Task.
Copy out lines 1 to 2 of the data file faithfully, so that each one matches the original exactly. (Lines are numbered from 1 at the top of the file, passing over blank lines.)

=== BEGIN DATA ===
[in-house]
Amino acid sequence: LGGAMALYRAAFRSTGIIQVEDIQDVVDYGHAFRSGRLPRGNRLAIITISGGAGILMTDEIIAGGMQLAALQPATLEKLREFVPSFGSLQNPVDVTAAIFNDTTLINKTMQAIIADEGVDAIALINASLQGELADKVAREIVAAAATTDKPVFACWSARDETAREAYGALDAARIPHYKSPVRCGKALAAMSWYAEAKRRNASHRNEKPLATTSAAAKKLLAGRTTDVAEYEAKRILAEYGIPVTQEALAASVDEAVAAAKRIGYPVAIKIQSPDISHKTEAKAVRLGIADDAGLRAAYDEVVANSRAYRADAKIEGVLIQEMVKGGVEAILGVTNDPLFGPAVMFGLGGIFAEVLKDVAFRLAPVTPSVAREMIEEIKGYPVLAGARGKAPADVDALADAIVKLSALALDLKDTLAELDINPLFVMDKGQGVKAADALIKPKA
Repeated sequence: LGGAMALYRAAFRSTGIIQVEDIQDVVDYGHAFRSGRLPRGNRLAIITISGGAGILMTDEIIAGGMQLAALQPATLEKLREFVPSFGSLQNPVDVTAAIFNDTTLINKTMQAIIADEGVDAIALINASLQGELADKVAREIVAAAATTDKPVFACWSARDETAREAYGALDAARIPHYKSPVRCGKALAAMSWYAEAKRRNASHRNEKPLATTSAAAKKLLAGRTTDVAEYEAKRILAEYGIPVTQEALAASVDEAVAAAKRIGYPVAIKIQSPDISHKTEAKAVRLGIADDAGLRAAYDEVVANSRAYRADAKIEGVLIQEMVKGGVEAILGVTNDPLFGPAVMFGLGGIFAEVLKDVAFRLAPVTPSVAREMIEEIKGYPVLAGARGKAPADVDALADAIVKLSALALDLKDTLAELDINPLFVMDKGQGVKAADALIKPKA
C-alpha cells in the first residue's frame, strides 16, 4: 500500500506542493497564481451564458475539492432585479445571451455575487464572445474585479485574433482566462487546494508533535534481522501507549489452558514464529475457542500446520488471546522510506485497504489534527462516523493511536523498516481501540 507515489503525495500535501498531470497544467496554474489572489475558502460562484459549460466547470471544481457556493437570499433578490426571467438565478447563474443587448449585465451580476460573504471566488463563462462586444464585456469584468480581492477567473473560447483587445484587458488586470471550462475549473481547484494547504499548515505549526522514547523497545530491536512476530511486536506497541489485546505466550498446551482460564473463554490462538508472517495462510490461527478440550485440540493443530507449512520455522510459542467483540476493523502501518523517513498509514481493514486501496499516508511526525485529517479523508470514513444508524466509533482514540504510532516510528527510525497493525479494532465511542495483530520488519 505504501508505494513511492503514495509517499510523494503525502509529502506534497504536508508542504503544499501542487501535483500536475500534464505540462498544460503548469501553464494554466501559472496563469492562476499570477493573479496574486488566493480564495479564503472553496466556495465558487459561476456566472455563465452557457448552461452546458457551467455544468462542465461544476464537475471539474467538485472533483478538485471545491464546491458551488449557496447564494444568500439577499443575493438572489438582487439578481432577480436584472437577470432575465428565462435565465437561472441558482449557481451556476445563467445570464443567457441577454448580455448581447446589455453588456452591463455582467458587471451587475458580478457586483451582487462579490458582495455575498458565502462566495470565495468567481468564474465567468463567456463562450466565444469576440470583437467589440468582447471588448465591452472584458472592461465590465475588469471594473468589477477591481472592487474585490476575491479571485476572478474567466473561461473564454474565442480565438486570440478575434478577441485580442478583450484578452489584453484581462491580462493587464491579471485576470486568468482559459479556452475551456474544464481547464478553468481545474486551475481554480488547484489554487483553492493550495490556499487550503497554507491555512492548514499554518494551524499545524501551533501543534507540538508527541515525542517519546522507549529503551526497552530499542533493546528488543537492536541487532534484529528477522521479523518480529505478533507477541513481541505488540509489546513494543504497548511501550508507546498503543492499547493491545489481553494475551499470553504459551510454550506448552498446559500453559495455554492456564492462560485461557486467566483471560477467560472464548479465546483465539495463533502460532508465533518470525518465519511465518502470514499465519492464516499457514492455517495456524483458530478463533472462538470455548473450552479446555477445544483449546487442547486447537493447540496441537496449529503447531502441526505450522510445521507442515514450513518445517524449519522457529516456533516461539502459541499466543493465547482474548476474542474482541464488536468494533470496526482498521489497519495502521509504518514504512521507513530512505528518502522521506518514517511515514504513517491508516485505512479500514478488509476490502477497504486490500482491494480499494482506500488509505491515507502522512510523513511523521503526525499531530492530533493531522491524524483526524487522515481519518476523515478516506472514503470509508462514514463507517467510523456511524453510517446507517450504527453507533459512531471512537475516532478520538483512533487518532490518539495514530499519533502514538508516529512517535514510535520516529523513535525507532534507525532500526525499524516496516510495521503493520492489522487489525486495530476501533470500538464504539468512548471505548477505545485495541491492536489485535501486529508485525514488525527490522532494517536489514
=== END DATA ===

[in-house]
Amino acid sequence: LGGAMALYRAAFRSTGIIQVEDIQDVVDYGHAFRSGRLPRGNRLAIITISGGAGILMTDEIIAGGMQLAALQPATLEKLREFVPSFGSLQNPVDVTAAIFNDTTLINKTMQAIIADEGVDAIALINASLQGELADKVAREIVAAAATTDKPVFACWSARDETAREAYGALDAARIPHYKSPVRCGKALAAMSWYAEAKRRNASHRNEKPLATTSAAAKKLLAGRTTDVAEYEAKRILAEYGIPVTQEALAASVDEAVAAAKRIGYPVAIKIQSPDISHKTEAKAVRLGIADDAGLRAAYDEVVANSRAYRADAKIEGVLIQEMVKGGVEAILGVTNDPLFGPAVMFGLGGIFAEVLKDVAFRLAPVTPSVAREMIEEIKGYPVLAGARGKAPADVDALADAIVKLSALALDLKDTLAELDINPLFVMDKGQGVKAADALIKPKA